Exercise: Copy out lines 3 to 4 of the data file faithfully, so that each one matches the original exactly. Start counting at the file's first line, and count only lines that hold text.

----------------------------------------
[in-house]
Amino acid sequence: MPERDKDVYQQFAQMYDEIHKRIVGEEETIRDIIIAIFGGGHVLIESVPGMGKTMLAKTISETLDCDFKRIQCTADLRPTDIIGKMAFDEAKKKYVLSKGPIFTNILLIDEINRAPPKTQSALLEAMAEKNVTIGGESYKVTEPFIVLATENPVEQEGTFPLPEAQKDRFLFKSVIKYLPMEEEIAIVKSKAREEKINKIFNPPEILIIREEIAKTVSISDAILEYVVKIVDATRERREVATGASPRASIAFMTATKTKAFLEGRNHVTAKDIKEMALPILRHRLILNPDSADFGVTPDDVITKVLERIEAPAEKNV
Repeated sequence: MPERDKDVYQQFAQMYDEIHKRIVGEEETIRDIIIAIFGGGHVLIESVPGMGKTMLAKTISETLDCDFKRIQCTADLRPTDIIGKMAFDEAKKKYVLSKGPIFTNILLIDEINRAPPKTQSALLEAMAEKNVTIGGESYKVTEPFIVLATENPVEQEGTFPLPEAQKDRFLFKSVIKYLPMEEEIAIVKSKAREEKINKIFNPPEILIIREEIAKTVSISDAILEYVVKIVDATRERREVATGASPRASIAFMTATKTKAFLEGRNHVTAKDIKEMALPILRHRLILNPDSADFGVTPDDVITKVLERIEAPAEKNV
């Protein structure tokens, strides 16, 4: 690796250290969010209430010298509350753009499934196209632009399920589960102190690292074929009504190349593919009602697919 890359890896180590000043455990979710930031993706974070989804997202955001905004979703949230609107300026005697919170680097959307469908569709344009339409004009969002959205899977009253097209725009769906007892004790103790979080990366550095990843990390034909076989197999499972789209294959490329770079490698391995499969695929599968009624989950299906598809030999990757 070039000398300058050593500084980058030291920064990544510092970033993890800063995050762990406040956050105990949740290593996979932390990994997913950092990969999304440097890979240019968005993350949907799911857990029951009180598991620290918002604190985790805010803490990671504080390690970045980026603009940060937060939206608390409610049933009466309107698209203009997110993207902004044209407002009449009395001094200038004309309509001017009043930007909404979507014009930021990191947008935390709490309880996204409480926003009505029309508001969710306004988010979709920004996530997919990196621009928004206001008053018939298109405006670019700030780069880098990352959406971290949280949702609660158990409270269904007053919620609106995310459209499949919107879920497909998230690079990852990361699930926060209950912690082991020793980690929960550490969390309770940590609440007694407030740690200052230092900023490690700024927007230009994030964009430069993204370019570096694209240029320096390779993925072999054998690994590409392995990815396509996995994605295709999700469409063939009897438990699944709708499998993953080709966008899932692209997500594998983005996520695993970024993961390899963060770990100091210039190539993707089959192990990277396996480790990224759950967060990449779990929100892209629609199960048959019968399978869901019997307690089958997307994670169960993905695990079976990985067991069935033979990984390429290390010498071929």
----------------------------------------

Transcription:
Repeated sequence: MPERDKDVYQQFAQMYDEIHKRIVGEEETIRDIIIAIFGGGHVLIESVPGMGKTMLAKTISETLDCDFKRIQCTADLRPTDIIGKMAFDEAKKKYVLSKGPIFTNILLIDEINRAPPKTQSALLEAMAEKNVTIGGESYKVTEPFIVLATENPVEQEGTFPLPEAQKDRFLFKSVIKYLPMEEEIAIVKSKAREEKINKIFNPPEILIIREEIAKTVSISDAILEYVVKIVDATRERREVATGASPRASIAFMTATKTKAFLEGRNHVTAKDIKEMALPILRHRLILNPDSADFGVTPDDVITKVLERIEAPAEKNV
């Protein structure tokens, strides 16, 4: 690796250290969010209430010298509350753009499934196209632009399920589960102190690292074929009504190349593919009602697919 890359890896180590000043455990979710930031993706974070989804997202955001905004979703949230609107300026005697919170680097959307469908569709344009339409004009969002959205899977009253097209725009769906007892004790103790979080990366550095990843990390034909076989197999499972789209294959490329770079490698391995499969695929599968009624989950299906598809030999990757 070039000398300058050593500084980058030291920064990544510092970033993890800063995050762990406040956050105990949740290593996979932390990994997913950092990969999304440097890979240019968005993350949907799911857990029951009180598991620290918002604190985790805010803490990671504080390690970045980026603009940060937060939206608390409610049933009466309107698209203009997110993207902004044209407002009449009395001094200038004309309509001017009043930007909404979507014009930021990191947008935390709490309880996204409480926003009505029309508001969710306004988010979709920004996530997919990196621009928004206001008053018939298109405006670019700030780069880098990352959406971290949280949702609660158990409270269904007053919620609106995310459209499949919107879920497909998230690079990852990361699930926060209950912690082991020793980690929960550490969390309770940590609440007694407030740690200052230092900023490690700024927007230009994030964009430069993204370019570096694209240029320096390779993925072999054998690994590409392995990815396509996995994605295709999700469409063939009897438990699944709708499998993953080709966008899932692209997500594998983005996520695993970024993961390899963060770990100091210039190539993707089959192990990277396996480790990224759950967060990449779990929100892209629609199960048959019968399978869901019997307690089958997307994670169960993905695990079976990985067991069935033979990984390429290390010498071929």